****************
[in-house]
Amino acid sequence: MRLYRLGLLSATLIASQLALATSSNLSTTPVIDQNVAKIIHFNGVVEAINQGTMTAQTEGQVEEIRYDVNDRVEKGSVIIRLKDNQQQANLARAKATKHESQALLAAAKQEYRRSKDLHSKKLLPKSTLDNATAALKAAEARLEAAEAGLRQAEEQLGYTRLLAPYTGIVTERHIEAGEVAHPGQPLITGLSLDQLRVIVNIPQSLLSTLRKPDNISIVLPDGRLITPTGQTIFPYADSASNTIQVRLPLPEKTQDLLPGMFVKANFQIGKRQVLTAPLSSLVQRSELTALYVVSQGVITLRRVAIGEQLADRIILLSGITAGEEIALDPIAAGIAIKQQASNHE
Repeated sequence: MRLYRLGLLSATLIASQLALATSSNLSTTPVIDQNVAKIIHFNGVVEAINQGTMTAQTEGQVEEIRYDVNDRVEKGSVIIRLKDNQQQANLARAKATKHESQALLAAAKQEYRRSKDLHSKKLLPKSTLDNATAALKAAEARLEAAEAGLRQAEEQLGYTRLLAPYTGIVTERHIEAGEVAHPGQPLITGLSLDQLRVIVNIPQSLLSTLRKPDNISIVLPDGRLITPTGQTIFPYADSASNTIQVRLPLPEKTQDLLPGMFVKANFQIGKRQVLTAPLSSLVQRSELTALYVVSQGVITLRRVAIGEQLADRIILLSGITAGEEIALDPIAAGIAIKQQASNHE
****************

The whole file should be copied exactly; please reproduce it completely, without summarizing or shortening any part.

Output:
[in-house]
Amino acid sequence: MRLYRLGLLSATLIASQLALATSSNLSTTPVIDQNVAKIIHFNGVVEAINQGTMTAQTEGQVEEIRYDVNDRVEKGSVIIRLKDNQQQANLARAKATKHESQALLAAAKQEYRRSKDLHSKKLLPKSTLDNATAALKAAEARLEAAEAGLRQAEEQLGYTRLLAPYTGIVTERHIEAGEVAHPGQPLITGLSLDQLRVIVNIPQSLLSTLRKPDNISIVLPDGRLITPTGQTIFPYADSASNTIQVRLPLPEKTQDLLPGMFVKANFQIGKRQVLTAPLSSLVQRSELTALYVVSQGVITLRRVAIGEQLADRIILLSGITAGEEIALDPIAAGIAIKQQASNHE
Repeated sequence: MRLYRLGLLSATLIASQLALATSSNLSTTPVIDQNVAKIIHFNGVVEAINQGTMTAQTEGQVEEIRYDVNDRVEKGSVIIRLKDNQQQANLARAKATKHESQALLAAAKQEYRRSKDLHSKKLLPKSTLDNATAALKAAEARLEAAEAGLRQAEEQLGYTRLLAPYTGIVTERHIEAGEVAHPGQPLITGLSLDQLRVIVNIPQSLLSTLRKPDNISIVLPDGRLITPTGQTIFPYADSASNTIQVRLPLPEKTQDLLPGMFVKANFQIGKRQVLTAPLSSLVQRSELTALYVVSQGVITLRRVAIGEQLADRIILLSGITAGEEIALDPIAAGIAIKQQASNHE